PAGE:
ENG 101


Course Description

Taken as a whole, the English 101 and 102 sequence aims to introduce students to the strategies, tools and resources necessary to becoming successful communicators in a range of academic, professional, and public settings. Four assumptions are fundamental to this work:

  • writing is a form of social interaction. Thus, successful writers must not only consider their audiences and the contexts in which they write, but the personal, social and political implications of writing (or not writing) more generally;
  • the organization of modern society requires that people inhabit and move among several discourse communities every day. Because each discourse community has its own rules and assumptions (often unstated) about what can be said, by whom, when, and how, becoming an effective communicator means learning to recognize, analyze, and negotiate the differing expectations of these communities;
  • writing and thinking are intimately connected activities. Becoming a successful communicator means not only learning how to think carefully through writing, but to reflect critically about writing, both one’s own and the work of others. Thus, honest self-reflection and a thorough understanding of what it means to truly revise are essential aspects of learning to write effectively;
  • genres are types of writing that have emerged over time to address recurring situations. Each genre has particular features, conventions and structures for organizing and presenting information. Being an effective writer requires not only learning how to analyze one’s rhetorical situation and use such conventional forms strategically, but evaluating the costs and benefits of violating such conventions, and when desired, how to go about doing so.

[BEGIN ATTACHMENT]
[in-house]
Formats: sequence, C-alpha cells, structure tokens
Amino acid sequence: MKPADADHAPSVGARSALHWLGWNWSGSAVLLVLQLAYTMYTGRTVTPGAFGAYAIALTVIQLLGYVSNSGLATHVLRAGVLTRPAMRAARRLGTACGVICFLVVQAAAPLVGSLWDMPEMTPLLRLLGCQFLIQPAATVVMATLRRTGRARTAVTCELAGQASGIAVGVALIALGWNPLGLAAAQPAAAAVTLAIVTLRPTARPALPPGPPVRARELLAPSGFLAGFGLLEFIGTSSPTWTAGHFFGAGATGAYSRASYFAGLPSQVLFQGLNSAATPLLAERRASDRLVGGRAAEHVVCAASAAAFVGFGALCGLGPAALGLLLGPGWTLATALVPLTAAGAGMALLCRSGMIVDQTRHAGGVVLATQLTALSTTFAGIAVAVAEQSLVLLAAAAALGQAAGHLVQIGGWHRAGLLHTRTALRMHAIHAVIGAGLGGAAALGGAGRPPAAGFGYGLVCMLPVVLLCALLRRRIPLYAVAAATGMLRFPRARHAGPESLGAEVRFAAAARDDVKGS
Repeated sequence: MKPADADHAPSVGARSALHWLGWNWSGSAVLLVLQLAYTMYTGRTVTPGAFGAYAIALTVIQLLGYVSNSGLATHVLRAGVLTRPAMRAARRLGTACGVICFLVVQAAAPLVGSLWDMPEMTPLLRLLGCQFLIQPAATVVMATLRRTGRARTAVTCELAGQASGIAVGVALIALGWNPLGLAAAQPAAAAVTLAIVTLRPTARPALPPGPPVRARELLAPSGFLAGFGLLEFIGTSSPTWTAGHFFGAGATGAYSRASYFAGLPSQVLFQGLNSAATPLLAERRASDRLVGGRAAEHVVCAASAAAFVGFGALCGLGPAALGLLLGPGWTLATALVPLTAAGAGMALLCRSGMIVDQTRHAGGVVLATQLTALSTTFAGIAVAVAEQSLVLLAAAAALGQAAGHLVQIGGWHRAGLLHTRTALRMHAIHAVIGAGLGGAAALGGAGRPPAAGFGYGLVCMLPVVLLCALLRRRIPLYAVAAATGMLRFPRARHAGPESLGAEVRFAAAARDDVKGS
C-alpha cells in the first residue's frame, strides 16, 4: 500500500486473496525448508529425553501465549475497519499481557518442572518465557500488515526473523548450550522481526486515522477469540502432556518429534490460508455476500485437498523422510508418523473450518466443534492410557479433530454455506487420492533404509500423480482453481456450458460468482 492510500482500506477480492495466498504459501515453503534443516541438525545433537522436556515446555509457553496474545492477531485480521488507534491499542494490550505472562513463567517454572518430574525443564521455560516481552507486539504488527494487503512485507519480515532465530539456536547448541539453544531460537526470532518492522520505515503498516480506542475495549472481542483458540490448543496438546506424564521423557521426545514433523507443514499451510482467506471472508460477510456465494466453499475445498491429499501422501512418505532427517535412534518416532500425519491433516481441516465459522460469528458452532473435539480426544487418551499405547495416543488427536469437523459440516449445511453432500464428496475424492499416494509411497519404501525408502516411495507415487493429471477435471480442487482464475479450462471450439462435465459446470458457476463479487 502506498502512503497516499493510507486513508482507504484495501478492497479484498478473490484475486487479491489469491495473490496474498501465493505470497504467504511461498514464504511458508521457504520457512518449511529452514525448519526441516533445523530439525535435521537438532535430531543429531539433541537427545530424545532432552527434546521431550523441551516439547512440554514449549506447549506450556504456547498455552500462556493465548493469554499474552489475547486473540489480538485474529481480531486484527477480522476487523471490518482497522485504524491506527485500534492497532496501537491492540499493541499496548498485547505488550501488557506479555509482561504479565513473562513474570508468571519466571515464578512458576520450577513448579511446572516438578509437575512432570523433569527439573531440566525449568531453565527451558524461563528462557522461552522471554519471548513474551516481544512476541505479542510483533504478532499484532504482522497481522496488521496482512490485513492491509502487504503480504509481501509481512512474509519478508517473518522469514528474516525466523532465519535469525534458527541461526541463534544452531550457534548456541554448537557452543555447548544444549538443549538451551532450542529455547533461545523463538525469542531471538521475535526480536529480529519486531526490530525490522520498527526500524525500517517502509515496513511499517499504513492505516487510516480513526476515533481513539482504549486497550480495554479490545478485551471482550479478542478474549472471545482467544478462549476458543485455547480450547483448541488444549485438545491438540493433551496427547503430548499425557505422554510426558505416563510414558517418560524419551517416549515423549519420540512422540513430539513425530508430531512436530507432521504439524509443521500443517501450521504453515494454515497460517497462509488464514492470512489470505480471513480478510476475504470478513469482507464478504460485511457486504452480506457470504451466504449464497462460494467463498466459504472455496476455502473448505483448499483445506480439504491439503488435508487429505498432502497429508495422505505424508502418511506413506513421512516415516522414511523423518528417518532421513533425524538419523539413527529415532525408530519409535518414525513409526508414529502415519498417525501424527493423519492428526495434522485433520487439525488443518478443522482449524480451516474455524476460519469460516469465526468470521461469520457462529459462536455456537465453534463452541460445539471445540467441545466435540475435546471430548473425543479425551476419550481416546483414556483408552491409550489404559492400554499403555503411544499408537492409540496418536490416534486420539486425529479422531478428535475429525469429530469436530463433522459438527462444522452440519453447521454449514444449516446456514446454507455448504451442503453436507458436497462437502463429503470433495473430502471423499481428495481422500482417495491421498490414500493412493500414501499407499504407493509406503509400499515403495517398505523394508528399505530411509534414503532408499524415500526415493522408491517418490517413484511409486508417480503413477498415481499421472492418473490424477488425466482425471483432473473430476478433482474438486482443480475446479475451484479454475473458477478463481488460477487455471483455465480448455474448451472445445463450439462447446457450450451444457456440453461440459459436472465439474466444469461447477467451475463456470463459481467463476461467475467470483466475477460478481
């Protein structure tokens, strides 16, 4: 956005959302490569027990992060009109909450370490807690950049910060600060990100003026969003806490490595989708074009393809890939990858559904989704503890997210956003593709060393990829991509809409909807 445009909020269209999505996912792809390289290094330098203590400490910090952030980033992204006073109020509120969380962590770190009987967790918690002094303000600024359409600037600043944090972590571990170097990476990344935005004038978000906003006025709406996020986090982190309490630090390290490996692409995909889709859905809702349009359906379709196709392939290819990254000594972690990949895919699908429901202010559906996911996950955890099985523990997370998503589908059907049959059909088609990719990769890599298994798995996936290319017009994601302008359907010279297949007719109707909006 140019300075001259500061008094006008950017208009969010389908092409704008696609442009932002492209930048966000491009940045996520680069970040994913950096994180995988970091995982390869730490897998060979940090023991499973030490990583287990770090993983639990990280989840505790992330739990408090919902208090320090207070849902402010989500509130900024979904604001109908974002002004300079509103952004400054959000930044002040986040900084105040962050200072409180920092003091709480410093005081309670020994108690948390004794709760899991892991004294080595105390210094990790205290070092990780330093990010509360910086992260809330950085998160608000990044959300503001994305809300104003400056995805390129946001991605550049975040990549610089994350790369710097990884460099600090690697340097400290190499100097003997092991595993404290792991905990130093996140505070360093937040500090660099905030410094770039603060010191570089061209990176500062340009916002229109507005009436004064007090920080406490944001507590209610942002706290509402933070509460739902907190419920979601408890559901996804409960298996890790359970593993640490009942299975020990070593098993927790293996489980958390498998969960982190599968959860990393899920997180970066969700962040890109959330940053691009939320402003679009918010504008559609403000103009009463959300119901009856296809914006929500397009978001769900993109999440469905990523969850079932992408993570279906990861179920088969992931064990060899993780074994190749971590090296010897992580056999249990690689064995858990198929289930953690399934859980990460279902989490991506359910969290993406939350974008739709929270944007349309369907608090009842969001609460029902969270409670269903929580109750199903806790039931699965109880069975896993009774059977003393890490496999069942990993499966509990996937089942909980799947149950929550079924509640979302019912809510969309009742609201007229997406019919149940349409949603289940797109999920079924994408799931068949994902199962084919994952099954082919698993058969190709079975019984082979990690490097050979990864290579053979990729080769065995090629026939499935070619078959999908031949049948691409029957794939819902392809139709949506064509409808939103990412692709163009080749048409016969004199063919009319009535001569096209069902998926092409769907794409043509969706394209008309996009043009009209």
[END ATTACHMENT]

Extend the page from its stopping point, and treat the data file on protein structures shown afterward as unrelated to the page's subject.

Learning Outcomes

The Composition Program at Southern Miss has identified specific learning outcomes for each of its first-year writing courses. At the completion of ENG 101, students will be able to:

  • See that writing is a form of social interaction
  • Analyze rhetorical situations and make effective choices based on audience and context
  • Responsibly synthesize material from a variety of sources
  • Make claims and support them with appropriate evidence
  • Use writing to critically explore, explain, evaluate, and reflect on their experiences and on those of others
  • Understand and effectively use a range of genres/forms
  • Use conventions of expression appropriate to situation and audience
  • Effectively revise and provide substantive feedback to others on their writing
  • Articulate a revision strategy based on an understanding of their own writing processes
  • Recognize the importance of technology in research, writing, and other forms of social interaction